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Incorporating Form and Function Into Store Layouts

A global design firm offers creative ways to tackle some of grocers’ biggest challenges
Plug-in fixtures
Plug-in fixtures in food stores benefit customers and retailers alike.

Today, grocers all over the world are facing similar challenges: rising energy costs, a labor shortage and supply bottlenecks, to name just a few. Consequently, they need to adjust to the current situation and find solutions for these pressing matters. 

Fast-changing consumer needs and external conditions force retailers to adapt their spaces and product offering quickly and easily. In the past three years, the world experienced both a pandemic and a war that have changed consumer behaviors irrevocably. One of the keywords therefore remains flexibility — conceptionally and effectively.

[Read more: "Flexstores: The Next Trend in Store Design"]

Flexibility in store concepts boils down to a flexible layout with mobile fixtures that allow the retailer to reconfigure the product offering at any chosen occasion. Plug-in fixtures benefit not only consumers in addressing their changing needs, but also retailers, which save money and conserve energy over the long term, due to the savings associated with renovations as needed throughout the lifecycle of a store. With the trend toward smaller stores, the implementation of plug-in fixtures for the whole store or for single department renovations is the easiest and smartest option available right now.

Plug and Play

When a retailer changes or adds more refrigeration, which has been the case for most retailers over recent years, a central CO2 plant is no longer optimized for the increased supply requirement. Long runs of CO2 copper pipes are also fundamentally inefficient, having a huge effect over the refrigeration system’s lifetime. With integrated cooling, proximity guarantees efficiency throughout the system’s entire life.

Refrigerated counters in combination with waterloop systems make the use of plug-in furniture a genuine alternative to achieve smaller footprints. The waterloop requires no plant, just a small unit that cools the water before running it through flexible pipes. By carrying the heat that it generates away from the store, the waterloop helps to alleviate stressed AC systems in the summer while providing the option to use the generated hot water for heating in the winter. It’s a win-win regardless of the climatic conditions of the store site. Further, the pipes are easy to install, move and maintain, adding a huge amount of flexibility to the installation.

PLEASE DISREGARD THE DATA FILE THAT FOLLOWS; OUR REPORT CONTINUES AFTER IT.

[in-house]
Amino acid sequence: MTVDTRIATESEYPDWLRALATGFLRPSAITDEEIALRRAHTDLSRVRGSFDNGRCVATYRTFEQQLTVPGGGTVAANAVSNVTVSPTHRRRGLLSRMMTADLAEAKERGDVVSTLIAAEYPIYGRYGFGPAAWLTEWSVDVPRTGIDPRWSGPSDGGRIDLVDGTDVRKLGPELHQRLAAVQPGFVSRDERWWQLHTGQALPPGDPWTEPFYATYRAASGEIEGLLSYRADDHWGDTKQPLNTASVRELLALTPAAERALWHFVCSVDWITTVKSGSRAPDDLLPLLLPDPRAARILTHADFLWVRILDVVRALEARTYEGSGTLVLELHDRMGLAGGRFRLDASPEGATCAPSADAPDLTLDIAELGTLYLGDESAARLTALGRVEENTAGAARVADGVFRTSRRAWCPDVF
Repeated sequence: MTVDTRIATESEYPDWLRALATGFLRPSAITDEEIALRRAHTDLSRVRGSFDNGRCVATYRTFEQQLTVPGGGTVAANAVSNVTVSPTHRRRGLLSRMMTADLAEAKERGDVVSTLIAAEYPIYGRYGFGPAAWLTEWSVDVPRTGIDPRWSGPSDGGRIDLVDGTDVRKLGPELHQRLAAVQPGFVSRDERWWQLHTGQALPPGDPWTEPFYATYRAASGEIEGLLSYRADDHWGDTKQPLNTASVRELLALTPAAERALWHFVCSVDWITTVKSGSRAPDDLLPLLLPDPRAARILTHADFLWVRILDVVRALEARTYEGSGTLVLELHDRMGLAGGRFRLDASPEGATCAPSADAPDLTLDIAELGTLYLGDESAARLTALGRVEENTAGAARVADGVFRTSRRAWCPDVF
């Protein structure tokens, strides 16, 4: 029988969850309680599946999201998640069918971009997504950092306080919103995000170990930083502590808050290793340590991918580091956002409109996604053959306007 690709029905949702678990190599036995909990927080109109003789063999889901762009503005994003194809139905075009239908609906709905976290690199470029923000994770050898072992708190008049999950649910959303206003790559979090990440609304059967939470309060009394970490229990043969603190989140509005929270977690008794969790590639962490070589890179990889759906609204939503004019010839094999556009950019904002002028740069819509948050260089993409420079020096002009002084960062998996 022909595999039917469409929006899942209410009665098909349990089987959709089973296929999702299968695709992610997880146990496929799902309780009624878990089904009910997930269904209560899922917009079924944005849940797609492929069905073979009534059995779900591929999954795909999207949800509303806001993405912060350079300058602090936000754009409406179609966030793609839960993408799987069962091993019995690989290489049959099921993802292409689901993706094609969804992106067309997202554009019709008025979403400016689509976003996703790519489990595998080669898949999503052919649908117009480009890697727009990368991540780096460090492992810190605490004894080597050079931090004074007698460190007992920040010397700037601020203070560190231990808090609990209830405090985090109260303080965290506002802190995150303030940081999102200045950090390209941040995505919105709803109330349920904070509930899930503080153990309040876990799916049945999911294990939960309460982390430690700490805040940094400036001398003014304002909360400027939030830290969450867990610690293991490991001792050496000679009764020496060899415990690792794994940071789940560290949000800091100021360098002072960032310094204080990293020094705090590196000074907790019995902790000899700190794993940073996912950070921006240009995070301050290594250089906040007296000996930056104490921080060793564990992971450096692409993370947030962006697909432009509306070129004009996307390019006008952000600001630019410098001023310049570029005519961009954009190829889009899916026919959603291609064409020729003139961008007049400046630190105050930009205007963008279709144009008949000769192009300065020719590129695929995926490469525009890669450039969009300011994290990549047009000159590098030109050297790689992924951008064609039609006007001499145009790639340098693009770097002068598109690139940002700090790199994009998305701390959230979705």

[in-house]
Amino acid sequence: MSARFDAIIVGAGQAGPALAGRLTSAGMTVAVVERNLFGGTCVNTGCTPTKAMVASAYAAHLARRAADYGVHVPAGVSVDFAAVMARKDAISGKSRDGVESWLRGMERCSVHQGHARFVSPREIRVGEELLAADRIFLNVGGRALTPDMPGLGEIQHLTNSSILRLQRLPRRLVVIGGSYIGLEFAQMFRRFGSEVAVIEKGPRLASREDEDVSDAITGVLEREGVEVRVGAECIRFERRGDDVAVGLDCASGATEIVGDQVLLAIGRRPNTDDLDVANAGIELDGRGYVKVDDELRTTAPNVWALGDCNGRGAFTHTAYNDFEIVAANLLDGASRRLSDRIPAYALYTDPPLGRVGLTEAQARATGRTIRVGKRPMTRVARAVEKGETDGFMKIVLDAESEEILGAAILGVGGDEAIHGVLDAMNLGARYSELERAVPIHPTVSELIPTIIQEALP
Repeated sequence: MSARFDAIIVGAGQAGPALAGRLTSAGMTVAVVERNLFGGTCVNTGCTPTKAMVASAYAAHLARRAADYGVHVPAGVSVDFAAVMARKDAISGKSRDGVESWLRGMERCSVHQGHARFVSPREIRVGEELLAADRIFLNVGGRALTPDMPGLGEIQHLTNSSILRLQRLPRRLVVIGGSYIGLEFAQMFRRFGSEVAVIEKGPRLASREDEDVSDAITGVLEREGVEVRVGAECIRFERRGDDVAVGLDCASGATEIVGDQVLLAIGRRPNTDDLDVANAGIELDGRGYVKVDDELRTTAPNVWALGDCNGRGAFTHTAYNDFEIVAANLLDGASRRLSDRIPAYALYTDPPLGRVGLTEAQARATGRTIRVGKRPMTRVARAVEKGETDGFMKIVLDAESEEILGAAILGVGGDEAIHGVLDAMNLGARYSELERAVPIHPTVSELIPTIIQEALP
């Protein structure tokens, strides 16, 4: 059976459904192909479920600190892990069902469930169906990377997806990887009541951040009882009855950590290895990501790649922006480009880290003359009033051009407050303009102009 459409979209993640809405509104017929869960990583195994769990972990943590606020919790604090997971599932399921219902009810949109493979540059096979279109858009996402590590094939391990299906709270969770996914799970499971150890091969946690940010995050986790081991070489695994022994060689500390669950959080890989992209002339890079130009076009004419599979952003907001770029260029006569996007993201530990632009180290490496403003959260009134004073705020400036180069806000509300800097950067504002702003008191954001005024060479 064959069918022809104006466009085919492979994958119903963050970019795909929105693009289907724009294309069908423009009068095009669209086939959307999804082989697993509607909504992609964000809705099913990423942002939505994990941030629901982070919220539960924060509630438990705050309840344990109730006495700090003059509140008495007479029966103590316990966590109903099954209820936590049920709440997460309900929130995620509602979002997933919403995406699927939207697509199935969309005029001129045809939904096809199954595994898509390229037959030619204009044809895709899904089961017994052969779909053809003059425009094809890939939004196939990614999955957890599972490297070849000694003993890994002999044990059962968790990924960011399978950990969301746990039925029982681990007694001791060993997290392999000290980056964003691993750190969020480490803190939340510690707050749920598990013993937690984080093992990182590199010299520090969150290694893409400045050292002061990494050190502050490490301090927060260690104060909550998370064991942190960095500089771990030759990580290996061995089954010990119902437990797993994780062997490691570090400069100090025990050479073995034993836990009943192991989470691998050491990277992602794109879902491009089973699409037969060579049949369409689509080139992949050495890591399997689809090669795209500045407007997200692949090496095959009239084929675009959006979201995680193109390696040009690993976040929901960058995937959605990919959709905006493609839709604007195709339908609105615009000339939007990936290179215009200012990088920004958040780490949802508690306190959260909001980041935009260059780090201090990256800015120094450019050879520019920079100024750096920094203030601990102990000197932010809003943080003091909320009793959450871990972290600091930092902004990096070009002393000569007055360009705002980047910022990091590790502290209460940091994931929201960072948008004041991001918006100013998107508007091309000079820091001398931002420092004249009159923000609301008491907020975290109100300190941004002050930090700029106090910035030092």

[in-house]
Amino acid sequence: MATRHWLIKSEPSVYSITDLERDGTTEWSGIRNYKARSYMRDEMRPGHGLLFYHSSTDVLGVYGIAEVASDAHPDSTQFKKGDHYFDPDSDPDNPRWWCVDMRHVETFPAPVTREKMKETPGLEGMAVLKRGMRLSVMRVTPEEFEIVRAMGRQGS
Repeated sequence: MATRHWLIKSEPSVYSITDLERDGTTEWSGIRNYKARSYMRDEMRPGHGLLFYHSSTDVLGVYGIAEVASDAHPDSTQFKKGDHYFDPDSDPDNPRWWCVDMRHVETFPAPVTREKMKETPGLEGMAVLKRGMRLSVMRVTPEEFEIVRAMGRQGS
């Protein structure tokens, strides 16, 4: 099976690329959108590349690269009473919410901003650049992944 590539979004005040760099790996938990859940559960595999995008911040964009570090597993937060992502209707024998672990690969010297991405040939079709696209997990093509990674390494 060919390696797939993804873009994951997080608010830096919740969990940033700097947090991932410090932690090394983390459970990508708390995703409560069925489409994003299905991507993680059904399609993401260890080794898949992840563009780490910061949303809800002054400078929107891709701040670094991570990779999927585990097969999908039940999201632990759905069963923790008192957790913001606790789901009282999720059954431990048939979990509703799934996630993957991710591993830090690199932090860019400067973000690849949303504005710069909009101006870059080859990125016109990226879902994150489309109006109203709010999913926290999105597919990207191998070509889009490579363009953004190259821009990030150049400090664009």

If you take a typical store with a 10-year lifecycle, you can be sure that there will be countless alterations to the layout, each time resulting in the need to bring in specialist plumbers at great expense and material cost. Plug-in systems can be moved or maintained by non-engineers, however, resulting in no damage to floor surfaces, and layout changes managed in a far quicker timeframe. 

Next-Level Presentation

Apart from flexibility in their positioning, counters have to be easily adaptable from service to self-service to address the acute labor shortage in supermarket service departments. This adds another dynamic layer to the store and helps bypass staff shortfalls. 

An efficient product presentation can also help tackle this issue by developing a targeted storytelling strategy that can convey the expertise of a specialist and communicate product information without a constant physical presence on the floor. “Talking fixtures,” as we call them at Schweitzer, can deliver the most important information to consumers through clever communication and contribute to an engaging atmosphere. The product is king, and the fixtures should be invisible where possible. Right from the beginning, the importance given to the product forms the basis for furniture design and installations within the entirety of the store concept. 

Another approach that adds to a partly staffed department’s efficiency is to integrate specially developed brands within the department. These create trust, involve the consumer in the history and identity of the brand, and elevate the entire product presentation, which then speaks for itself. 

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About the Author

Bernhard Schweitzer

Bernhard Schweitzer is CEO and owner of Schweitzer, a European shopfitting and design firm. Since he took the helm in 2006, the company has expanded to operational sites in North America, as well as throughout Europe and the rest of the world.
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